Air Brigade I comprises three units:

  • The Central Office of Assistance and the Carrasco Rescue Coordination Center.
  • No. 3 Squadron (Transportation)
  • No. 5 Squadron (Helicopters)

No. 3 Squadron (Transportation)Edit

No. 3 Squadron operates 4 aircraft types:

No.5 Squadron (Helicopters)Edit

No.5 Squadron operates 3 helicopter types:

Aeronautical Museum Cnel. Jaime MeregalliEdit

Also on the base is the Cnel. Jaime Meregalli Aeronautical Museum, with a hangar for static aircraft display, in addition to a building that exhibits aviation historical material.

See alsoEdit


  1. ^ "Aeropuerto de Carrasco - Montevideo Uruguay". Retrieved 3 April 2017.
  2. ^ "Montevideo/Carrasco L Berisso Airport". SkyVector. Retrieved 17 February 2019.
  3. ^ "Carrasco International Airport". Google Maps. Google. Retrieved 17 February 2019.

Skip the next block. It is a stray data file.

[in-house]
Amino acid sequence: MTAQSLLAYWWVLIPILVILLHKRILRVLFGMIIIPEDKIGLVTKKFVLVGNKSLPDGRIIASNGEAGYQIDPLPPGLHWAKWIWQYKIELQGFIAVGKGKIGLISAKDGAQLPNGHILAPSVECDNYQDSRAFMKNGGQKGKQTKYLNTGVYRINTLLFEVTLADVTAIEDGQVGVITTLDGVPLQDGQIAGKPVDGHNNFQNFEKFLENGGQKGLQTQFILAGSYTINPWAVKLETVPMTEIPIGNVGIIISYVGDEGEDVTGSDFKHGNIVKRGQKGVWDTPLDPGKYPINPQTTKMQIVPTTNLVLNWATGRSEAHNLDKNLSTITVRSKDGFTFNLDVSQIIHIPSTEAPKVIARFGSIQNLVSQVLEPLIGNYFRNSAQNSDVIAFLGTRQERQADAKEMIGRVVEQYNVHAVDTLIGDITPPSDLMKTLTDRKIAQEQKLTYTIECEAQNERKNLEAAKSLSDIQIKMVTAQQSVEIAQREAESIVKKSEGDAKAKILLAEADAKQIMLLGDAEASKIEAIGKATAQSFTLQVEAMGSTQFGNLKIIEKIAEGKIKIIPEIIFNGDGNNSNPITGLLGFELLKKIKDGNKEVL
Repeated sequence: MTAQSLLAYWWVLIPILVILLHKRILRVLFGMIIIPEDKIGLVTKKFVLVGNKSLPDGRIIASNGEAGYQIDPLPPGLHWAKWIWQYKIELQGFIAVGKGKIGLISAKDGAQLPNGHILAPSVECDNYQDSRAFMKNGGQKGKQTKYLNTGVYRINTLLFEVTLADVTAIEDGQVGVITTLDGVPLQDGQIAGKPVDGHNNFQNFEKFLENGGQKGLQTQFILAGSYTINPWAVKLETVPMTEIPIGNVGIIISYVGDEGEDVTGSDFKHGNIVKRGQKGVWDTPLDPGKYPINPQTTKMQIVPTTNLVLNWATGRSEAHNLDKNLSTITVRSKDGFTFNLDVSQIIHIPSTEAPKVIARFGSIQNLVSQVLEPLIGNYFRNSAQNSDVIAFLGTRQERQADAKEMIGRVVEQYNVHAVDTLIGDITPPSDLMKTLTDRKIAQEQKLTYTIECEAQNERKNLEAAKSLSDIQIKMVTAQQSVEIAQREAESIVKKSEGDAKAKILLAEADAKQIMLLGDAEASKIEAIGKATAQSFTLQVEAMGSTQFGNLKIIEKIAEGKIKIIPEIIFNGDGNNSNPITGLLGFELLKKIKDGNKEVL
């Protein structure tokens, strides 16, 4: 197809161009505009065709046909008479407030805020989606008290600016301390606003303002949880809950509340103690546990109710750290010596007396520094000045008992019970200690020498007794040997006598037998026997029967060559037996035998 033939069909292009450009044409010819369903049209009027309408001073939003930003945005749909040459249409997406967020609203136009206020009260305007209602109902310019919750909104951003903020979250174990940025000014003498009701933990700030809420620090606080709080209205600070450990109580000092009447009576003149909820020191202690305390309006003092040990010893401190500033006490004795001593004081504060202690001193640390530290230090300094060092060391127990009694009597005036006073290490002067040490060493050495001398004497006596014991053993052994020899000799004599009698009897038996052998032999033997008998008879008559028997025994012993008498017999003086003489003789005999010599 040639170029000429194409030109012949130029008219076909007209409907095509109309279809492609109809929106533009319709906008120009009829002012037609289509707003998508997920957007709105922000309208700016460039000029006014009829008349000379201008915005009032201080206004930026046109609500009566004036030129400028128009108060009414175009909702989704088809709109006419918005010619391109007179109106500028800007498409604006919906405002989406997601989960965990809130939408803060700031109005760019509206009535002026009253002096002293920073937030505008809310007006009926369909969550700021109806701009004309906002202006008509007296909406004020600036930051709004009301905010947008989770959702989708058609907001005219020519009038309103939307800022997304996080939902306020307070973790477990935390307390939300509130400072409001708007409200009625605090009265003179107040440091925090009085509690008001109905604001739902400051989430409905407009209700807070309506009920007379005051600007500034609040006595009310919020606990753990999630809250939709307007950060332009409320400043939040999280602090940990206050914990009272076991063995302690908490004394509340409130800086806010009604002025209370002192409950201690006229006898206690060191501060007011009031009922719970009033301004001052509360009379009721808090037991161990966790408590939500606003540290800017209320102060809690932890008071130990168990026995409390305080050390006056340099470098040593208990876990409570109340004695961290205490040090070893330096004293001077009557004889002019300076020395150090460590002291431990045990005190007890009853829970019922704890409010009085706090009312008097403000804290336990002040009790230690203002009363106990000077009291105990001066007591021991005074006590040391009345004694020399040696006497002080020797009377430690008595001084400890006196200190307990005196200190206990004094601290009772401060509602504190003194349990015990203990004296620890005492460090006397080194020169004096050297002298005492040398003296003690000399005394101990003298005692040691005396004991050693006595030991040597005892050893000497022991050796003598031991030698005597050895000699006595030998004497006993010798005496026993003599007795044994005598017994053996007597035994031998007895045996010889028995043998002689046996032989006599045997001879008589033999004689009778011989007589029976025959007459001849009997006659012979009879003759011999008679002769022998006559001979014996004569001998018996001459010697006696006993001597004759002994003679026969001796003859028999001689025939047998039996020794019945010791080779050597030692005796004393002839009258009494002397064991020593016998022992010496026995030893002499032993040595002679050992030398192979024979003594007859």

4. ^ "Archived copy". Archived from the original on 16 July 2016. Retrieved 16 July 2016.CS1 maint: archived copy as title (link)
  5. ^ "Carrasco VOR". Our Airports. Retrieved 18 February 2019.
  6. ^ "Después de la Mudanza, Aerolineas Argentinas Busca Potenciar su Hub en Ezeiza". Aviacion News. Aviacion News Ltd. 11 April 2019.
  7. ^ Liu, Jim. "Avianca Peru discontinues 3 international service in Jan 2020". Routesonline. Retrieved 8 November 2019.
  8. ^ "Sky Airline resumes Montevideo service from Dec 2019". AviacionNews. 23 August 2019.
  9. ^
  10. ^ "Airport/Transport". Aeropuerto Internacional de Carrasco. Archived from the original on 25 November 2012. Retrieved 14 January 2013.
  11. ^ "OIPAIA." (Archive) National Civil Aviation and Aviation Infrastructure Direction. Retrieved on 17 April 2012. "Aeropuerto Internacional de Carrasco Av. Wilson Ferreira Aldunate (ex Cno. Carrasco) 5519."
  12. ^ "Accident description PP-AQE". Aviation Safety Network. Retrieved 16 July 2011.
  13. ^ "Crash: Air Class SW4 near Flores Island on Jun 6th 2012, aircraft missing". Aviation Retrieved 23 June 2012.

External linksEdit